Like many people dealing with weight problems I have looked into surgery as a way of losing weight. It seems so inviting to have a quick fix and I saw medical studies indicating that bariatric (weight loss) surgery was the only way to permanently lose weight. And yet all of my patients who had surgery, from a Roux en Y gastric bypass to Lap Bands have had complications. And all but one, whose Lap Band is too new to tell, are still obese.
One of my patients even had her gastric bypass redone, resulting in the loss of her spleen when it was accidentally cut during the surgery. And my 40-something pharmacist lost her life to a heart attack after a successful gastric bypass that allowed her to lose 100 pounds and recover from diabetes. But it gave her unpleasant gastric symptoms that interfered with her life and most likely the rapid weight loss caused loss of muscle including heart muscle, which killed her.
Gastric bypass conceptually creeps me out. You have a long stretch of the GI tract which is isolated, no longer carrying food and not cleaned by the friction of food going by. It is living, secretory tissue. Is it then colonized by undesirable bacteria, fungi or yeasts? You have a brain in your gut, a real brain. What happens to that? You make most of your serotonin in your gut- 85%. Is that impaired? And how do you manage when you can’t absorb essential fatty acids? Too many unanswered questions.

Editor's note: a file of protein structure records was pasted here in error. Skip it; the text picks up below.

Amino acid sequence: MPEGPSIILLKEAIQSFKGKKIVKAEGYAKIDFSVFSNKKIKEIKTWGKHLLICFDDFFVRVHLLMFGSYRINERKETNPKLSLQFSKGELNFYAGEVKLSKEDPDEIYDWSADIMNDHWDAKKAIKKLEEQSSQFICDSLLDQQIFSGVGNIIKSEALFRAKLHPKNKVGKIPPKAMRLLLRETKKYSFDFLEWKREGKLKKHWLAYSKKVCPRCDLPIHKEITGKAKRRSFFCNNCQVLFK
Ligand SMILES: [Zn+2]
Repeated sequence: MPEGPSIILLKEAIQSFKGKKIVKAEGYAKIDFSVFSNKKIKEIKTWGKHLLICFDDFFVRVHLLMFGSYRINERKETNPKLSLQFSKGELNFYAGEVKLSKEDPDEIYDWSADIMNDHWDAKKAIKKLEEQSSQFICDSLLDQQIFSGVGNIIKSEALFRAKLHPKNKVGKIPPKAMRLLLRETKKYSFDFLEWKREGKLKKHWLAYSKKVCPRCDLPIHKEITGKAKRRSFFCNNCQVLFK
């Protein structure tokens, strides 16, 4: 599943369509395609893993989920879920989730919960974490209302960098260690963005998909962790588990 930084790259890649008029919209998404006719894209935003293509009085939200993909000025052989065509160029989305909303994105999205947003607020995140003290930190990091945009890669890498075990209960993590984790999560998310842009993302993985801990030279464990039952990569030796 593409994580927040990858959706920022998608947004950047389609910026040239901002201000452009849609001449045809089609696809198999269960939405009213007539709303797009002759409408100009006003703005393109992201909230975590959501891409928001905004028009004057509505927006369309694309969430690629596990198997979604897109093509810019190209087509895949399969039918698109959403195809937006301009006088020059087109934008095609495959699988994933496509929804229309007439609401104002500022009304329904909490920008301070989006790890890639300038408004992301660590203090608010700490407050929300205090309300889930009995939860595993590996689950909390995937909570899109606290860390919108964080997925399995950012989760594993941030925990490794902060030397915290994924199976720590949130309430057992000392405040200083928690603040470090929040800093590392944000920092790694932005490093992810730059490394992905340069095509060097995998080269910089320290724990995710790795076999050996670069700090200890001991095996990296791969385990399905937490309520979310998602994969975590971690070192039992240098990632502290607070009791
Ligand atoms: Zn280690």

But lap bands often have tubes leading to a port by your belly button- do inform your acupuncturist where it is since silicone isn’t self-healing. The stomach can expand even after the operation, stopping or reversing weight loss. And port sites can be infected.
Recently I saw a paper that showed over a 50% complication rate of redone bariatric surgery, referred to as “revisions”. Apparently as bariatric surgery has rapidly expanded, reported revision rates of vary widely, from 5% to 56% of all procedures. Over a third of patients with revisions had complications within 30 days with over a quarter more having complications at 90 days.
Most of the patients who had a re-do (69.6%) had had unsatisfactory weight loss with the initial procedure. Another 26.8% had protein malnutrition. Two patients (3.6%) had stomal obstruction and stenosis.
In the group with unsatisfactory weight loss, 90% of original procedures were either stomach stapling or gastric banding. All of the patients with protein malnutrition had a Roux-en-Y gastric bypass. Of the last two patients, one had a standard Roux-en-Y gastric bypass and one had a biliopancreatic diversion with gastric bypass.
Mind you, weight loss even with uncomplicated surgery still requires dieting. I wasn’t delighted with the health quality of the foods they recommended or left out. And you face malabsorption of fats, which digest in the gut, including essential fatty acids. There is some concern that appetite is stimulated when the body does not absorb sufficient EFAs.
I think I’ll stick to the insulin resistance diet, Paleo version. And acupuncture and herbs to reverse Spleen Qi Deficiency and to drain Dampness, the technical terms used in Chinese medicine to refer to common patterns of obesity.Self Care
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